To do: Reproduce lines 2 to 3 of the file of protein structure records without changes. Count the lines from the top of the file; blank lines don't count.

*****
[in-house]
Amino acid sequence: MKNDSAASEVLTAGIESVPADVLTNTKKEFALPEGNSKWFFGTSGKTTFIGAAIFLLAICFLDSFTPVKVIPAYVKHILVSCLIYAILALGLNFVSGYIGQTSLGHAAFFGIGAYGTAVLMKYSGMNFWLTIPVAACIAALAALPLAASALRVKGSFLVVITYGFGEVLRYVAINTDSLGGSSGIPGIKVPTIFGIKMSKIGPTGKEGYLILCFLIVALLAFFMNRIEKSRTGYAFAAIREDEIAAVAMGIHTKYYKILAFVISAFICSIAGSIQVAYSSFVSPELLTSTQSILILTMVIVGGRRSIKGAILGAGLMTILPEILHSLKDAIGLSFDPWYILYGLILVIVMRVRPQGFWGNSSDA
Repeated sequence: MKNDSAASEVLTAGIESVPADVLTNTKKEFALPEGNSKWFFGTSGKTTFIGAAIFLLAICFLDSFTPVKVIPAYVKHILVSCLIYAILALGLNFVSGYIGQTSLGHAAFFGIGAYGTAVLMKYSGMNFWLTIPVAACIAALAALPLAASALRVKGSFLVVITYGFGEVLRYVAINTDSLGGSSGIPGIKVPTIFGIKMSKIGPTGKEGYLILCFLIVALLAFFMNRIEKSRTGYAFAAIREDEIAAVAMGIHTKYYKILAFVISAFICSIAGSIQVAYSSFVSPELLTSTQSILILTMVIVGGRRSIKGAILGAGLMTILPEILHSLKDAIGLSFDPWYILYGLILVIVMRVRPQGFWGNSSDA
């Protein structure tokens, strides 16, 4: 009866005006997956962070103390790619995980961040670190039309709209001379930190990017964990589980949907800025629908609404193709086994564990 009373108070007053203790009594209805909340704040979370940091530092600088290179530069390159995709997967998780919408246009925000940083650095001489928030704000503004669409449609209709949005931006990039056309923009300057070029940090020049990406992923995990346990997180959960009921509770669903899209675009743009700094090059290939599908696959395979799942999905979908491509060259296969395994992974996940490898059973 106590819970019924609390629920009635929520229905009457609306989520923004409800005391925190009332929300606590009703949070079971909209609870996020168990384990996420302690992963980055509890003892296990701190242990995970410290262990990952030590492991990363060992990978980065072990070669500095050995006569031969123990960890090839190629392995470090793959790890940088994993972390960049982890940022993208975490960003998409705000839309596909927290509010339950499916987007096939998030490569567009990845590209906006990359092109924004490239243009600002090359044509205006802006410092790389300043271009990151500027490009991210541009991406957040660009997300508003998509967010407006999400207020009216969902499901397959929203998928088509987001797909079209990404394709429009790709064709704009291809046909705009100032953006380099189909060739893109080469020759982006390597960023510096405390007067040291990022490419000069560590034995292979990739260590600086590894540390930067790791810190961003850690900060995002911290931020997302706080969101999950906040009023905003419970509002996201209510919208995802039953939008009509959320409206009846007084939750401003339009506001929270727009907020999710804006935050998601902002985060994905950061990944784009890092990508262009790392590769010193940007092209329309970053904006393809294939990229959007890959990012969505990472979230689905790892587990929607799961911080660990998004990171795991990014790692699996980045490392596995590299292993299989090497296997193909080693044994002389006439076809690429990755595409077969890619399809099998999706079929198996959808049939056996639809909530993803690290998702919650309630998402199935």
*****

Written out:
Amino acid sequence: MKNDSAASEVLTAGIESVPADVLTNTKKEFALPEGNSKWFFGTSGKTTFIGAAIFLLAICFLDSFTPVKVIPAYVKHILVSCLIYAILALGLNFVSGYIGQTSLGHAAFFGIGAYGTAVLMKYSGMNFWLTIPVAACIAALAALPLAASALRVKGSFLVVITYGFGEVLRYVAINTDSLGGSSGIPGIKVPTIFGIKMSKIGPTGKEGYLILCFLIVALLAFFMNRIEKSRTGYAFAAIREDEIAAVAMGIHTKYYKILAFVISAFICSIAGSIQVAYSSFVSPELLTSTQSILILTMVIVGGRRSIKGAILGAGLMTILPEILHSLKDAIGLSFDPWYILYGLILVIVMRVRPQGFWGNSSDA
Repeated sequence: MKNDSAASEVLTAGIESVPADVLTNTKKEFALPEGNSKWFFGTSGKTTFIGAAIFLLAICFLDSFTPVKVIPAYVKHILVSCLIYAILALGLNFVSGYIGQTSLGHAAFFGIGAYGTAVLMKYSGMNFWLTIPVAACIAALAALPLAASALRVKGSFLVVITYGFGEVLRYVAINTDSLGGSSGIPGIKVPTIFGIKMSKIGPTGKEGYLILCFLIVALLAFFMNRIEKSRTGYAFAAIREDEIAAVAMGIHTKYYKILAFVISAFICSIAGSIQVAYSSFVSPELLTSTQSILILTMVIVGGRRSIKGAILGAGLMTILPEILHSLKDAIGLSFDPWYILYGLILVIVMRVRPQGFWGNSSDA